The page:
Dave Sittler: Brent Venables eager to tackle new challenge at Clemson
BY DAVE SITTLER World Sports Columnist
Saturday, January 21, 2012
1/21/12 at 4:50 AM
Go to Dave Sittler's BlogOriginal Print Headline: Venables eager to tackle new challenge at Clemson
ANY REASONABLE supporter of Oklahoma football who watched Brent Venables' introductory press conference Friday at Clemson had to be thrilled for the now former Sooner defensive coordinator.
It was obvious by references made throughout the 50-plus minute meeting with the media that this was a move Venables desperately wanted to happen.
Clemson coach Dabo Swinney acknowledged Venables' interest was strong from the outset. Within seconds after Swinney sent Venables a text asking if he wanted to discuss the job, the longtime OU assistant called him.
Swinney also thanked Venables' wife, Julie, for her assistance in convincing her husband that this was the right decision for his career and his family.
So if you read between the lines of those comments, it seems obvious Brent and Julie Venables had grown weary of dealing with ungrateful OU fans who don't have an ounce of "reasonable" in their DNA.
OU coach Bob Stoops and Venables tried hard for a week to paint this as a rosy situation. But when you hear a coach's wife thinks it's time to move on from the only home the couple's four children have known, you get a more accurate sense of things.
An original member of the first staff Stoops put together at OU in December 1998, Venables was more than a loyal soldier for 13 seasons. His work ethic and dedication in every facet of his job helped make Stoops a very wealthy man and brought the Sooners' proud program back from the brink of prolonged mediocrity.
Brent's only problem was that his last name was Venables instead of Stoops. So that made him an easy target for the critics whenever there was a defensive breakdown.
The Stoops brothers ascended to defensive sainthood in the Sooner Nation when OU won the BCS national title in their second season. Since defense was their area of expertise, they could do no wrong in the eyes of those who made Venables the target of their abuse.
Bob and Mike Stoops repeatedly attempted to convince OU fans that they considered Venables a brother. But those who needed a scapegoat never bought that family act.
So they were undoubtedly thrilled Friday to see Venables wearing some orange Clemson gear instead of OU colors. The way they figure it, Bob Stoops has solved his team's defensive problems by replacing Venables with Mike Stoops.
Venables' decision to cut ties with the brothers Stoops after more than 20 years together with one or the other or both at Kansas State and OU was unquestionably painful.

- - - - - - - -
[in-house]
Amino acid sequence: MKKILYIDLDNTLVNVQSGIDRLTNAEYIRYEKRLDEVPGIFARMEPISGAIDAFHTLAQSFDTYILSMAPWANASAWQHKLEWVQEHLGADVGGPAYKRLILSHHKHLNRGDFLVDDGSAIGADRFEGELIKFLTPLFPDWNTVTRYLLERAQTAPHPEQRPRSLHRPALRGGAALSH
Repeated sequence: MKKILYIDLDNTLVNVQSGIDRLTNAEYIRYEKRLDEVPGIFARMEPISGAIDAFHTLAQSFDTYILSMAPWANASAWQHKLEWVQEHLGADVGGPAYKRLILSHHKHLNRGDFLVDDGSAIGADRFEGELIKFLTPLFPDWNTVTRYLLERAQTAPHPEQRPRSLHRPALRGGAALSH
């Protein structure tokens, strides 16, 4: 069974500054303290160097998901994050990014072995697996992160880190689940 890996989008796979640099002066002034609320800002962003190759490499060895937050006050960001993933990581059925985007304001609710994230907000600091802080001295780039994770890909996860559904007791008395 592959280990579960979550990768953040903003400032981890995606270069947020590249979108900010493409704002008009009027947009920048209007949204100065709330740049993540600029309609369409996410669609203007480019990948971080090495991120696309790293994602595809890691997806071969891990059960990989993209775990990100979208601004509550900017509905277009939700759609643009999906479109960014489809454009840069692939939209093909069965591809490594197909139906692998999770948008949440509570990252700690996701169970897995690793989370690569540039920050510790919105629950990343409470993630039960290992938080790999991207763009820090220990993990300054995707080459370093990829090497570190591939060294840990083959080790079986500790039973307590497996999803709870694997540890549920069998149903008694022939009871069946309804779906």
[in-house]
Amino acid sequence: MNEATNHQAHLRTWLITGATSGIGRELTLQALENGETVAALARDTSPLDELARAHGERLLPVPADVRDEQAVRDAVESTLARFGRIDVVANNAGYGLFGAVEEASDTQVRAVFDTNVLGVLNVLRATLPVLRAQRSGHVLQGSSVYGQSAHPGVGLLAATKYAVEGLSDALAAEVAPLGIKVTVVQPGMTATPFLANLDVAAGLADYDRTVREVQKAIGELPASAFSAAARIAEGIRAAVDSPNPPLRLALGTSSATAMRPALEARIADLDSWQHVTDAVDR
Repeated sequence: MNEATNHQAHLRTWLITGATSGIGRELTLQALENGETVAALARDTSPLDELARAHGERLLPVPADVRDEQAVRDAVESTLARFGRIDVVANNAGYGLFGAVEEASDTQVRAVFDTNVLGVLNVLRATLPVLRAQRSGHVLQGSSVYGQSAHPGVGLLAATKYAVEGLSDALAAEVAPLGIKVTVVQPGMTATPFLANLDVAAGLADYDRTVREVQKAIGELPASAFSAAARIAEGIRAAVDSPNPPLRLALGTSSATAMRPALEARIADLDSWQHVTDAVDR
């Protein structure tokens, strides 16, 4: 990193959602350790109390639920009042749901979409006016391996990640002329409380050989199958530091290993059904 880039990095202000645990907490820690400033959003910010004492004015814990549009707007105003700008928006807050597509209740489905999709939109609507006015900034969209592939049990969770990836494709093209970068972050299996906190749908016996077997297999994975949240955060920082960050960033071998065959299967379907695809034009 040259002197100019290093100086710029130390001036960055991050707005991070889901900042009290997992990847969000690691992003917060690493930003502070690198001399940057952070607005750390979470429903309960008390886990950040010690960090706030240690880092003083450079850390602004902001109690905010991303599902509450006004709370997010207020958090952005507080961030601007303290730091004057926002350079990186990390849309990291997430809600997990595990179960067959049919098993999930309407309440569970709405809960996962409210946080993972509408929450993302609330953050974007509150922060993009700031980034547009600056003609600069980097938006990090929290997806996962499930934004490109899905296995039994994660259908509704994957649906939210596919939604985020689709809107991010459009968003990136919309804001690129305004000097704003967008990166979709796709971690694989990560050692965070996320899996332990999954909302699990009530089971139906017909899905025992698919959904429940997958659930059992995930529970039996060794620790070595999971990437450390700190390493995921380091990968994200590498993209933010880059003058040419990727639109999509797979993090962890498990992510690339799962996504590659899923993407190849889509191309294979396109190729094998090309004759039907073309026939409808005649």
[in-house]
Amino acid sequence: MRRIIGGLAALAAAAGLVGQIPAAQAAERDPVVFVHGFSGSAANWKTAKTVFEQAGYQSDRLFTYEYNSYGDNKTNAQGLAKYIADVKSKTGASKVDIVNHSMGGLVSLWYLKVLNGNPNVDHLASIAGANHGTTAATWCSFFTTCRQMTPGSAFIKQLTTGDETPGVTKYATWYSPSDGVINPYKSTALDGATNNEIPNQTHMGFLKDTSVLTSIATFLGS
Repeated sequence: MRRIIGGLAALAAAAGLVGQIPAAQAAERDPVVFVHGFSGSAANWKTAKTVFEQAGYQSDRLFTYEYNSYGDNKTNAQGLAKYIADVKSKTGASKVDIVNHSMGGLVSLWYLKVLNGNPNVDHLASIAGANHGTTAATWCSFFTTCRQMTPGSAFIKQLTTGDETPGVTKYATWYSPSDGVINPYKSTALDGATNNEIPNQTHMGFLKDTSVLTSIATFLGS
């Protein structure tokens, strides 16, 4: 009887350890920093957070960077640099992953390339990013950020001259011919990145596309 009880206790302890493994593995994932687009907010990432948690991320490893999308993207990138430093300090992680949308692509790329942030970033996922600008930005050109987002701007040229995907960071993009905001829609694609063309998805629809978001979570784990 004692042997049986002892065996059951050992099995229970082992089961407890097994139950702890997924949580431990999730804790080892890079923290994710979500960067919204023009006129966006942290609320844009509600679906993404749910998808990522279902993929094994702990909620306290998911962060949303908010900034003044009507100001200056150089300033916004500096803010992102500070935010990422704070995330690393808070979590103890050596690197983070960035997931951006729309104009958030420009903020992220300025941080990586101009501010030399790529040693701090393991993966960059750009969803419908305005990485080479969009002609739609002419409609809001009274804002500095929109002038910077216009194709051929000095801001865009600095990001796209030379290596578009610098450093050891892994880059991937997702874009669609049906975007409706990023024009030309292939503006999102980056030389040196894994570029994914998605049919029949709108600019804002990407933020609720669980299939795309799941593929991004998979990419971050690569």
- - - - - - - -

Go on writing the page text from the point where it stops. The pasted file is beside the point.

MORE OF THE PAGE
But it was Venables who initiated the painful breakup by reaching out to Swinney. And just two days after that first telephone conversation, Venables and his wife came away from a visit to Clemson last Sunday convinced they wanted to return.
"He (Venables) wanted this to happen," Swinney said.
And no matter how his OU critics want to slice it, Venables is the unquestioned winner because he made it happen.
Instead of losing half his coordinator title and all his power to Mike Stoops, Venables is in total charge of the Clemson defense. It's the same position he'd held solo for the eight years Mike Stoops was away attempting to become a head coach at Arizona.
In the process, Venables has taken a critical step toward his dream to become a head coach. Being away from both Stoops brothers for the first time as a coach, Venables will get the opportunity to demonstrate he played a much bigger role in that 2000 BCS national title run than his detractors want to believe.
While Venables told the Clemson media Friday that he wants "to be here a long time," his definition of "long" is probably different than most.
Venables had to realize he needed to add some Stoops-free work to his resume after he watched Kansas fill its head coaching vacancy.
Even though Venables is close friends with KU's athletic director, he never got a sniff for the job that went to Charlie Weis, a blowhard failure at Notre Dame who flamed out in one season as Florida's offensive coordinator.
Weis is still riding the coattails of New England Patriots coach Bill Belichick. He may have Super Bowl rings, but Weis' college experience is a joke when compared to Venables' accomplishments.
But helping Bob Stoops build his reputation instead of riding his boss's coattails apparently wasn't going to work for Venables like it did for Weis.
At 41, his head-coach clock is ticking. Sure, Venables is risking his future by leaving the security a job with Stoops provides for a challenge that could make or break his long-term goal.
But while his OU detractors wanted him to make this move, the key point is that Venables wanted it a whole lot more than they did.
That's why reasonable people are thrilled for Venables - Brent and Julie.
Brent Venables answers a question during an NCAA college football news conference where he was introduced as the new defensive coordinator at Clemson. MARK CRAMMER/AP Photo